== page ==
Geographical distribution South Korea
The Korean language has five major dialects spread across North and South Korea. Despite the differences in these dialects and the geographical and socio-political realities, Korean is a relatively homogeneous language that all the inhabitants of Korea can understand.
- South Korea: 47,000,000
- North Korea: 20,000,000
- China: 1,920,597
- United States: 800,000
- Japan: 670,000
- Uzbekistan: 183,000
- Russia: 107,000
- Kazakhstan: 103,000
- Saudi Arabia: 66.0
- Canada: 29,000
- Kyrgyzstan: 18,000
- Germany: 14,000
- Tajikistan: 13,000
- Paraguay: 6,000
- Singapore: 5,200
- Turkmenistan: 3,493
- Bahrain: (?)
- Brunei: (?)
- Guam: (?)
- Mauritania: (?)
- Mongolia: (?)
- Panama: (?)
- Philippines: (?)
- Thailand: (?)
- Total: 80,000,000
Korean is a binding language. The Korean sentence generally follows the order suj + obj + verb (SOV) and the words that modify the meaning always go before the word that they modify. Thus the English phrase “I’m going to the store to buy some food” in Korean would carry the following order: * “I food to-buy in-order-to store- to going-am. ” In Korean, meaningless words can be easily removed from the sentence. Unlike most European languages, Korean verbs are not conjugated according to the subject and nouns have no gender. Verb conjugations depend on the verb tense and the relationship of the people who speak. When talking to friends, a different conjugation is used than that used with parents, or with other people. This mimics the TV difference of most Indo-European languages.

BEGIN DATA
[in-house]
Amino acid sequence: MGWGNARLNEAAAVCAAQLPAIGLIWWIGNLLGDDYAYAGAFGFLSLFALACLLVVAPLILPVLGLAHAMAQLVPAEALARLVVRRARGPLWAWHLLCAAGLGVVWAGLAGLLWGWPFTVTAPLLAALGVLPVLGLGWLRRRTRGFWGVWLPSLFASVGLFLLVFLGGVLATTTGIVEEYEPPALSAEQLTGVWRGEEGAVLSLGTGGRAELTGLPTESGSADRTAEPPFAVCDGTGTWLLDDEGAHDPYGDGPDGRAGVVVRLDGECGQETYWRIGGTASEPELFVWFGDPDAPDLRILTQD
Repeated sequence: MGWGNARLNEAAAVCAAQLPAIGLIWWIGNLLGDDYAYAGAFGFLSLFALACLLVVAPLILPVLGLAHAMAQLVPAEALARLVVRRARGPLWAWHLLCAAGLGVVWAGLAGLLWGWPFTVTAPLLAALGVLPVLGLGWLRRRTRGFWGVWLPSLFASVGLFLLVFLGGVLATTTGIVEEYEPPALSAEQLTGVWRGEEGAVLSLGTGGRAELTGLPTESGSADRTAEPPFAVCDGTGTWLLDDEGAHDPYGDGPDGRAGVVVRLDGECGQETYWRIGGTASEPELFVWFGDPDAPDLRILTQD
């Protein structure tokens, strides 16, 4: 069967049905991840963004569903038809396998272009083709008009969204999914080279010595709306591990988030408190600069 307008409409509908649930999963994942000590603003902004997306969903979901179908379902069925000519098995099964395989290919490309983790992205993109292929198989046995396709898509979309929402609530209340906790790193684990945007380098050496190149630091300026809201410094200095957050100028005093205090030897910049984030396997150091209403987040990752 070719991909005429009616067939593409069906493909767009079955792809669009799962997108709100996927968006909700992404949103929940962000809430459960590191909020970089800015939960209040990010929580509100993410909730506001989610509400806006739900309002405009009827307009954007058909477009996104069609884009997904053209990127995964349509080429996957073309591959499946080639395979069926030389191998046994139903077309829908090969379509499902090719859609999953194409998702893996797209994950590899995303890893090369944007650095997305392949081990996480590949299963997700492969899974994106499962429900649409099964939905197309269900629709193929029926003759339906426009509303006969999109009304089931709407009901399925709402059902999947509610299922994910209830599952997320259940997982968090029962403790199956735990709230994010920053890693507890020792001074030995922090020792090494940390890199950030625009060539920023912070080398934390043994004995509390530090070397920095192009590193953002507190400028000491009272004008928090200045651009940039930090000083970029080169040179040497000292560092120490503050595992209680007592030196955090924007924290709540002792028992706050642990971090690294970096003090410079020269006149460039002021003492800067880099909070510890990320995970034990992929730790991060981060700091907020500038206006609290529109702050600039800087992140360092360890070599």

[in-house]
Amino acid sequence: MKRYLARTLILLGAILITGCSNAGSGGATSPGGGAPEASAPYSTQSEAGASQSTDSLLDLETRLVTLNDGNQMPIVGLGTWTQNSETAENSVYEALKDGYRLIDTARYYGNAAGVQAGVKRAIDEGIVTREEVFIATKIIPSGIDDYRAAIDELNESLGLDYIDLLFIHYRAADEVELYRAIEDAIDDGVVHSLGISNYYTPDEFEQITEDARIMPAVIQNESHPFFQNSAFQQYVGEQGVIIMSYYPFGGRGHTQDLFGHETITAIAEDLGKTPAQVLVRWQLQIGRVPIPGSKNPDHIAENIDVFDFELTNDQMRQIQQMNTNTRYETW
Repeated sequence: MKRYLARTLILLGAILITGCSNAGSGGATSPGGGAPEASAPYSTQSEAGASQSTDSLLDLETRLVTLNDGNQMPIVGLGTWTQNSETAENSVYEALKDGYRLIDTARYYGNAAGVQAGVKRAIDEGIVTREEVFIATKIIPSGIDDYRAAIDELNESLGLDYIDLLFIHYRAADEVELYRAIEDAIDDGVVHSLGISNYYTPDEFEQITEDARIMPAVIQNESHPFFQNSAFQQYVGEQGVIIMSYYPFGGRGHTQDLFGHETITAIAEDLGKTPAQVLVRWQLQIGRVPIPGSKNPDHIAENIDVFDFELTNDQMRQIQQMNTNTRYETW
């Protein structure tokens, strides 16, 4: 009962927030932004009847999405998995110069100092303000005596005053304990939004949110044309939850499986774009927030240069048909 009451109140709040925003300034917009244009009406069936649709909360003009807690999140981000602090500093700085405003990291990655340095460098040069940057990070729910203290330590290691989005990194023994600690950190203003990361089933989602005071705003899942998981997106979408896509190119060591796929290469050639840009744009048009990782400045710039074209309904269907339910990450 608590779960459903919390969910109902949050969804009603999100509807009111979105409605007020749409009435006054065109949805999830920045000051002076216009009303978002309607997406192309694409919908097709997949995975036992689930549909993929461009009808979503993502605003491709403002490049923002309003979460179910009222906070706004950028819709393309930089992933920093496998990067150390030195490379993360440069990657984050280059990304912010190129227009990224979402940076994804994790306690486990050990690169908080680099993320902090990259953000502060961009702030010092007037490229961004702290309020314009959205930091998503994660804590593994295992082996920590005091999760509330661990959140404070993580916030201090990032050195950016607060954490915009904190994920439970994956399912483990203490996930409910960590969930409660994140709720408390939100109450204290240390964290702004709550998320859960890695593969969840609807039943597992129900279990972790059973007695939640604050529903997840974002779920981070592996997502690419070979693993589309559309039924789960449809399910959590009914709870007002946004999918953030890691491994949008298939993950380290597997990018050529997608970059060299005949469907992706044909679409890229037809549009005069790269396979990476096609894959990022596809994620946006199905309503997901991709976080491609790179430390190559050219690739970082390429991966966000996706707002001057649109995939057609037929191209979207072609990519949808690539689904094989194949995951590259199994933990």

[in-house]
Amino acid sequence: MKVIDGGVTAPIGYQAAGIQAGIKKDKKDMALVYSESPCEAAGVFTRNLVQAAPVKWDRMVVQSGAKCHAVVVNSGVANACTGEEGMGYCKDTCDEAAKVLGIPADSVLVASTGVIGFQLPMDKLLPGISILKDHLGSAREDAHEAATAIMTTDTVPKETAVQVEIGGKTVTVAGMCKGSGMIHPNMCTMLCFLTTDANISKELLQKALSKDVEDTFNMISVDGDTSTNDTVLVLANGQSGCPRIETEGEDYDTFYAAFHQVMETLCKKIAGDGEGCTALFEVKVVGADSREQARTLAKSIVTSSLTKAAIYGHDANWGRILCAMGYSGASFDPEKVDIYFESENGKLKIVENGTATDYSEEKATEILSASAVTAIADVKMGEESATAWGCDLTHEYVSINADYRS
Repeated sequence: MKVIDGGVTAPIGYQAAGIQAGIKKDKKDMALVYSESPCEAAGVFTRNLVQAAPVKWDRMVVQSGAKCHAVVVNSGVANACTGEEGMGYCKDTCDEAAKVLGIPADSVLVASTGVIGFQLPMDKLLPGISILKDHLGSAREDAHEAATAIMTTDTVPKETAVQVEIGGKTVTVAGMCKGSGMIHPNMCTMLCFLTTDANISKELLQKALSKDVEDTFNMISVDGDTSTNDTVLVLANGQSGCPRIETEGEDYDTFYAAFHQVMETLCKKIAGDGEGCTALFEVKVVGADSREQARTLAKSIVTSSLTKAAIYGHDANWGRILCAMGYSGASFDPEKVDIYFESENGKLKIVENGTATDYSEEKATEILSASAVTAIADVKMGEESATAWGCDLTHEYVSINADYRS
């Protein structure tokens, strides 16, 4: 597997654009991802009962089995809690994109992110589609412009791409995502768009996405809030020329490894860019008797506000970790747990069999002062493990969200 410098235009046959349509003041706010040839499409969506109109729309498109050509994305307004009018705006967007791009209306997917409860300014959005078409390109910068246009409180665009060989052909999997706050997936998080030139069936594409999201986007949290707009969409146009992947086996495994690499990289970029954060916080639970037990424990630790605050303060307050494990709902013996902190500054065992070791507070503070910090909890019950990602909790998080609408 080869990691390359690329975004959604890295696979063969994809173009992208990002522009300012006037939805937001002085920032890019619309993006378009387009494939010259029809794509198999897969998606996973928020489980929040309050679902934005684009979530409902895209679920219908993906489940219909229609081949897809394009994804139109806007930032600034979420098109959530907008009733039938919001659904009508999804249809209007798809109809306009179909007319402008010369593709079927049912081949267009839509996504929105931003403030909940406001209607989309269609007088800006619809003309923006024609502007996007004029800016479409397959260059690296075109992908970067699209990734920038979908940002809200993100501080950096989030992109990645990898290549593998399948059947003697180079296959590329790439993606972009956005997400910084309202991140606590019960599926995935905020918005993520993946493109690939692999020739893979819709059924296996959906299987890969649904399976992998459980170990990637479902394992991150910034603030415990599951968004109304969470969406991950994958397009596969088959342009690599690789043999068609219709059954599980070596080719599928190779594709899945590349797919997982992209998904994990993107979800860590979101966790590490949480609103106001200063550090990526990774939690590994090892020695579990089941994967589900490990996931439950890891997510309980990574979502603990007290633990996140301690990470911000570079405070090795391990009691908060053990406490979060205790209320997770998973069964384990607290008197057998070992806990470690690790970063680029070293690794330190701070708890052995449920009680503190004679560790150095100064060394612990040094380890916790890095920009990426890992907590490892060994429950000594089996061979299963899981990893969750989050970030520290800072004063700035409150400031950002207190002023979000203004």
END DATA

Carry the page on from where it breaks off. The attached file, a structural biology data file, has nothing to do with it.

The Korean alphabet is syllabic, it is composed, like the Latin alphabet, of consonants and vowels, this greatly facilitates our work. The native name of the Korean alphabet is “hangeul”, 한글. This is not only the generic name of the writing system itself, but also a synonym for “written syllable.”